In contrast to seasons past, the boxy Marni silhouette was drawn closer to the body for Spring, and an athletic theme emerged, with graphic visors and gem-encrusted fanny packs cheekily worn on models’ backsides. Tom Pecheux put his own “twist” on the makeup, citing the Austrian visual artist Markus Schinwald—who is known for his manipulation of classic beauty (he often adds slightly disconcerting elements, like masks or bandages, on top of nineteenth-century paintings)—as his inspiration. The brows were enveloped in a “cloud” of MAC Sparkle Shadow in Night Light (a glittery gray) that both exaggerated their shape and played off the shade created by the wide-brimmed hats. Extra Dimension Blush in Pleasure Model was placed low on the cheeks near the jawline, “almost where a man’s beard would be,” elaborated Pecheux. (There’s that “twist” again.) The rest of the face, however, was kept quite pure, with a light dusting of Eye Shadow in Gesso washed over the lid and placed on the high points of the cheekbones. A touch of the same pinky-nude blush was swept gently along the lash lines for additional contrast. Mouths were topped off with a shade that’s been popping up in key artists’ kits all season long: Velvetease Lip Pencil in Mattely in Love.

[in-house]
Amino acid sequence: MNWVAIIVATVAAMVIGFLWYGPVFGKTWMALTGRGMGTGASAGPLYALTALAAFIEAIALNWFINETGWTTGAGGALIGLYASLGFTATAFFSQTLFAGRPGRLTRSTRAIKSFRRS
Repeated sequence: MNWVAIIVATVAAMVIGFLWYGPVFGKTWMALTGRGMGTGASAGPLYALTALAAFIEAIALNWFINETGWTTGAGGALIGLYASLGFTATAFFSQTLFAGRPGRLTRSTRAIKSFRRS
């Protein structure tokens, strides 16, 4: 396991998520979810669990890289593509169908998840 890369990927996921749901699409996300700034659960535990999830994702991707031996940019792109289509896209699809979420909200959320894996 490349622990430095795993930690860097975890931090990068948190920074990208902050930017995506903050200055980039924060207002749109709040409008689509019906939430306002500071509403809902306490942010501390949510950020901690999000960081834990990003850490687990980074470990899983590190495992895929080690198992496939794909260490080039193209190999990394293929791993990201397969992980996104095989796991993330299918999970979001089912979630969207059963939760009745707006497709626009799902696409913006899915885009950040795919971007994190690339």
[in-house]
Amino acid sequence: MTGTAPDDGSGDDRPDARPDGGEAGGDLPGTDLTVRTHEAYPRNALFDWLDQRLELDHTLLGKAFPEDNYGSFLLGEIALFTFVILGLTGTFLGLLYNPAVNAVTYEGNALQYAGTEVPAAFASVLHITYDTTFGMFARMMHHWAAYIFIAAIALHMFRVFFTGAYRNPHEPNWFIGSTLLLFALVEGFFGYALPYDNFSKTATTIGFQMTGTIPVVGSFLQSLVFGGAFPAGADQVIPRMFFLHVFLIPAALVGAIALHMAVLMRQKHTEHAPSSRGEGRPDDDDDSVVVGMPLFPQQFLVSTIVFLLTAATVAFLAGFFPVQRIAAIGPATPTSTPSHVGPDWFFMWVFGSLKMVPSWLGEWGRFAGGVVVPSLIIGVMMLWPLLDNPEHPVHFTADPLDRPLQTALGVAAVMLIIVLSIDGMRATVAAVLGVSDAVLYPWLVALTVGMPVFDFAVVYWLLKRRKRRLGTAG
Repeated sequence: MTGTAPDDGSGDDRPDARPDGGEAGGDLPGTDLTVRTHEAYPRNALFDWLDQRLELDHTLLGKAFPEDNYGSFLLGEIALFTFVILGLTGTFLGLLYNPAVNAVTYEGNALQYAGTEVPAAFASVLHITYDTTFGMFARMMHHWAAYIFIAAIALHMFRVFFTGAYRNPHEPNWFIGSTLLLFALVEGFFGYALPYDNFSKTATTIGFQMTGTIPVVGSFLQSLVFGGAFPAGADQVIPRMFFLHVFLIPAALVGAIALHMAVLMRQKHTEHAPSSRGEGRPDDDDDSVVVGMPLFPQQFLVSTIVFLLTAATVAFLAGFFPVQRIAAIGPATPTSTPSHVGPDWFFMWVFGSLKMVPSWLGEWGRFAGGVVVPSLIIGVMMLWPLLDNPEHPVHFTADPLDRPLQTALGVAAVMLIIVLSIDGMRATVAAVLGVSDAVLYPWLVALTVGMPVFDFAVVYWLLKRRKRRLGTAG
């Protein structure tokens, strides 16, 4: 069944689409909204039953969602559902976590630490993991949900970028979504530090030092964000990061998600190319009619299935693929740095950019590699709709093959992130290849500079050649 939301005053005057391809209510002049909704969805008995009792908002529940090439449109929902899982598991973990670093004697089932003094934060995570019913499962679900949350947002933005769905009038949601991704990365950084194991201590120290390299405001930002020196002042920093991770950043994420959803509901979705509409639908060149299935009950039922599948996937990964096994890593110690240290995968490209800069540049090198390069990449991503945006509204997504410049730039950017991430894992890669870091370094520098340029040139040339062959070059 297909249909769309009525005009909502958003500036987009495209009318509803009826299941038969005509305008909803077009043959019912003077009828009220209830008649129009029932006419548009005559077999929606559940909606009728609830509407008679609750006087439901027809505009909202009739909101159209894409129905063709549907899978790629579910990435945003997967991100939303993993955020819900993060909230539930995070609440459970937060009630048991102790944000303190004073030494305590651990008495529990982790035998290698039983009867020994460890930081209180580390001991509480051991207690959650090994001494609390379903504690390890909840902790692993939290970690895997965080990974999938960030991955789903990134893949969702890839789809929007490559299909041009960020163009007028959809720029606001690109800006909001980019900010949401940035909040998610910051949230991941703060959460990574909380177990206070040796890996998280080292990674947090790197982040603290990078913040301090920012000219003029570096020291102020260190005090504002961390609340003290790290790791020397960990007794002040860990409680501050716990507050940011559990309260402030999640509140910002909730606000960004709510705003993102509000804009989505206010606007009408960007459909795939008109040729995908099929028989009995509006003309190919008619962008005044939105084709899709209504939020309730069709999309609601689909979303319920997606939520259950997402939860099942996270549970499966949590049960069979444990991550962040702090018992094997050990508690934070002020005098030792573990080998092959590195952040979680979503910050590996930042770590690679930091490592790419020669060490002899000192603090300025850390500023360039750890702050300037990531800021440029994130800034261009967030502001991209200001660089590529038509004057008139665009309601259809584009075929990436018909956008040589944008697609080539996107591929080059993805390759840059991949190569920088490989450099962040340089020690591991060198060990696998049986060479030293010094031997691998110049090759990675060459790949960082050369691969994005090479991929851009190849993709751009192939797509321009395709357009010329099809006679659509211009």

And while there was sporty headgear, tennis was not what hairstylist Paul Hanlon had in mind; he was drawn to the “geishalike” platform sandals and architectural lines of the clothing. “I kept everything above the visor very clean and considered,” he explained—so as to not detract from the opulent embellishments and patterns in the collection. At the top, a center part was made and strands were shellacked close to the scalp. Hanlon employed a fine-tooth comb and layers of L’Oréal Paris Elnett Satin hair spray to get the glassy effect, dousing the crown and sides before and after fitting models with a stocking cap and locking the look in place with heat from a blow-dryer. From the ears down, the texture was more “organic.” TIGI Bed Head Superstar Queen for a Day Thickening Spray was misted all over to build body, while a small hidden pony—made with the underlayers near the nape of the neck—also added dimension; it was looped through a Topsy Tail (yes, you read that right) to keep it close to the head. Hanlon wrapped sections around the barrel of a curling iron to achieve an “airy” finish, and the extra-long strings that hung down from the visors were gently tied over the hair, catching a few pieces in the back. “I wanted it to look almost like a mistake, so everything wasn’t so precise,” he said. If a blush beard meeting modern minimalism looks this good, I say game on.